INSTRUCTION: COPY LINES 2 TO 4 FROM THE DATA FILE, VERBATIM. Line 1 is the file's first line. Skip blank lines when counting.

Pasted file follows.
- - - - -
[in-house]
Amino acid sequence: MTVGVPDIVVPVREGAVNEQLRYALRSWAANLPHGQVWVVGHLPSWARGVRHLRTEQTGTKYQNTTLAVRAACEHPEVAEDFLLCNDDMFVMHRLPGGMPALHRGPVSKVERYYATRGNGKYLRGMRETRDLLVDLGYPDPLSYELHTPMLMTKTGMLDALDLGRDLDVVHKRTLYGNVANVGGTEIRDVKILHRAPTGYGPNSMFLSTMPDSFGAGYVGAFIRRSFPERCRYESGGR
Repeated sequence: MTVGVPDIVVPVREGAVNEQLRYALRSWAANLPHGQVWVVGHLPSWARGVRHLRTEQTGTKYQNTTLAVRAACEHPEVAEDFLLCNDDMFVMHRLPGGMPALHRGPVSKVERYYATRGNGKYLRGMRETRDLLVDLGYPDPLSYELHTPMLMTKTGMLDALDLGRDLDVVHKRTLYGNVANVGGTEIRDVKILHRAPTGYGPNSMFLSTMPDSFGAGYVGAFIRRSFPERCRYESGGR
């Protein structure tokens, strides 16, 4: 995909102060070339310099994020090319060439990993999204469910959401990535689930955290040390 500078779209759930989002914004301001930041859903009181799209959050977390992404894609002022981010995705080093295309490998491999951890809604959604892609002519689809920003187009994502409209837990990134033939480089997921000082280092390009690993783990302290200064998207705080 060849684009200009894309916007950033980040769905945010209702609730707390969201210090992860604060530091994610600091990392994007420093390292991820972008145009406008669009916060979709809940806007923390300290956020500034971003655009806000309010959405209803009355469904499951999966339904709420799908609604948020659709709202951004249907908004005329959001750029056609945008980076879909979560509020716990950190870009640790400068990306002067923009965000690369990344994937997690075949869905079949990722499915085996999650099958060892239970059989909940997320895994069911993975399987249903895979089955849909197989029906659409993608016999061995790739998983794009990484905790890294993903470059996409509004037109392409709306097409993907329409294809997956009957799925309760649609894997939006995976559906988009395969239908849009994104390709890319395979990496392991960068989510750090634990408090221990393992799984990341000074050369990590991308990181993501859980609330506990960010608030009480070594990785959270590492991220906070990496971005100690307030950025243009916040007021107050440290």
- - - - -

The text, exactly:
Amino acid sequence: MTVGVPDIVVPVREGAVNEQLRYALRSWAANLPHGQVWVVGHLPSWARGVRHLRTEQTGTKYQNTTLAVRAACEHPEVAEDFLLCNDDMFVMHRLPGGMPALHRGPVSKVERYYATRGNGKYLRGMRETRDLLVDLGYPDPLSYELHTPMLMTKTGMLDALDLGRDLDVVHKRTLYGNVANVGGTEIRDVKILHRAPTGYGPNSMFLSTMPDSFGAGYVGAFIRRSFPERCRYESGGR
Repeated sequence: MTVGVPDIVVPVREGAVNEQLRYALRSWAANLPHGQVWVVGHLPSWARGVRHLRTEQTGTKYQNTTLAVRAACEHPEVAEDFLLCNDDMFVMHRLPGGMPALHRGPVSKVERYYATRGNGKYLRGMRETRDLLVDLGYPDPLSYELHTPMLMTKTGMLDALDLGRDLDVVHKRTLYGNVANVGGTEIRDVKILHRAPTGYGPNSMFLSTMPDSFGAGYVGAFIRRSFPERCRYESGGR
């Protein structure tokens, strides 16, 4: 995909102060070339310099994020090319060439990993999204469910959401990535689930955290040390 500078779209759930989002914004301001930041859903009181799209959050977390992404894609002022981010995705080093295309490998491999951890809604959604892609002519689809920003187009994502409209837990990134033939480089997921000082280092390009690993783990302290200064998207705080 060849684009200009894309916007950033980040769905945010209702609730707390969201210090992860604060530091994610600091990392994007420093390292991820972008145009406008669009916060979709809940806007923390300290956020500034971003655009806000309010959405209803009355469904499951999966339904709420799908609604948020659709709202951004249907908004005329959001750029056609945008980076879909979560509020716990950190870009640790400068990306002067923009965000690369990344994937997690075949869905079949990722499915085996999650099958060892239970059989909940997320895994069911993975399987249903895979089955849909197989029906659409993608016999061995790739998983794009990484905790890294993903470059996409509004037109392409709306097409993907329409294809997956009957799925309760649609894997939006995976559906988009395969239908849009994104390709890319395979990496392991960068989510750090634990408090221990393992799984990341000074050369990590991308990181993501859980609330506990960010608030009480070594990785959270590492991220906070990496971005100690307030950025243009916040007021107050440290």